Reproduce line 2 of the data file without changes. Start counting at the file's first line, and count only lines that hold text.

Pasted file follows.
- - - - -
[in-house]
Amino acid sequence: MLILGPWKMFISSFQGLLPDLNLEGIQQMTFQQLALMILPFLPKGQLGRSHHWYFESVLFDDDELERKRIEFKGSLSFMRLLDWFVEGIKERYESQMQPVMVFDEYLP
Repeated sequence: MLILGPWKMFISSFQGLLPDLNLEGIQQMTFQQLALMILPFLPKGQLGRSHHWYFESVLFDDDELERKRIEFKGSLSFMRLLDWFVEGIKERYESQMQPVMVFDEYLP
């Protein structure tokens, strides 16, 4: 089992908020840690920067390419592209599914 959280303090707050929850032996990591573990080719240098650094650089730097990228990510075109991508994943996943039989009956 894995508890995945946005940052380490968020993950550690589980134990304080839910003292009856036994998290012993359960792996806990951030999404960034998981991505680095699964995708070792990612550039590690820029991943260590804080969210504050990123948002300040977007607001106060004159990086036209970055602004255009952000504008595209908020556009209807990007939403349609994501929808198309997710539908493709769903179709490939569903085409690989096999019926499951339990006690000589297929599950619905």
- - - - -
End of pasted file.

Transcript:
Amino acid sequence: MLILGPWKMFISSFQGLLPDLNLEGIQQMTFQQLALMILPFLPKGQLGRSHHWYFESVLFDDDELERKRIEFKGSLSFMRLLDWFVEGIKERYESQMQPVMVFDEYLP